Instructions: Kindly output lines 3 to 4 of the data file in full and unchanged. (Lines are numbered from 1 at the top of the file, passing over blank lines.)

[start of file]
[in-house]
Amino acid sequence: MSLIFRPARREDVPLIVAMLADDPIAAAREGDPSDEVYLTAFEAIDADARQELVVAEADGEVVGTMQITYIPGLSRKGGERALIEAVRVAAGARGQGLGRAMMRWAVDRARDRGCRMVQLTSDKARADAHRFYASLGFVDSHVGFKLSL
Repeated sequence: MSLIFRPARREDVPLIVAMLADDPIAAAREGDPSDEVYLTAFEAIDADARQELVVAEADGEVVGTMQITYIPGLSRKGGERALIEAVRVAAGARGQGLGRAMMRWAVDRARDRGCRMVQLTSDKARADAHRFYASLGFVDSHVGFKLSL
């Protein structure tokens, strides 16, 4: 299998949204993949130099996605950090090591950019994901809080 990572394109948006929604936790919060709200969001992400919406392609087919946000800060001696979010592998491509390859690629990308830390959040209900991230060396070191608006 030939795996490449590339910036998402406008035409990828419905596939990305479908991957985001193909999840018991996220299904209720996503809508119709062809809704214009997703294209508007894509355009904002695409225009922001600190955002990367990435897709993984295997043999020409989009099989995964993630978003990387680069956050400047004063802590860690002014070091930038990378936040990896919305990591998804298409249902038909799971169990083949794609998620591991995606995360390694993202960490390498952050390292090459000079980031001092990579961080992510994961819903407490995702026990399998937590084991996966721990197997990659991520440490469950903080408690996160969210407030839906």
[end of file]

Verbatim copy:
Repeated sequence: MSLIFRPARREDVPLIVAMLADDPIAAAREGDPSDEVYLTAFEAIDADARQELVVAEADGEVVGTMQITYIPGLSRKGGERALIEAVRVAAGARGQGLGRAMMRWAVDRARDRGCRMVQLTSDKARADAHRFYASLGFVDSHVGFKLSL
């Protein structure tokens, strides 16, 4: 299998949204993949130099996605950090090591950019994901809080 990572394109948006929604936790919060709200969001992400919406392609087919946000800060001696979010592998491509390859690629990308830390959040209900991230060396070191608006 030939795996490449590339910036998402406008035409990828419905596939990305479908991957985001193909999840018991996220299904209720996503809508119709062809809704214009997703294209508007894509355009904002695409225009922001600190955002990367990435897709993984295997043999020409989009099989995964993630978003990387680069956050400047004063802590860690002014070091930038990378936040990896919305990591998804298409249902038909799971169990083949794609998620591991995606995360390694993202960490390498952050390292090459000079980031001092990579961080992510994961819903407490995702026990399998937590084991996966721990197997990659991520440490469950903080408690996160969210407030839906």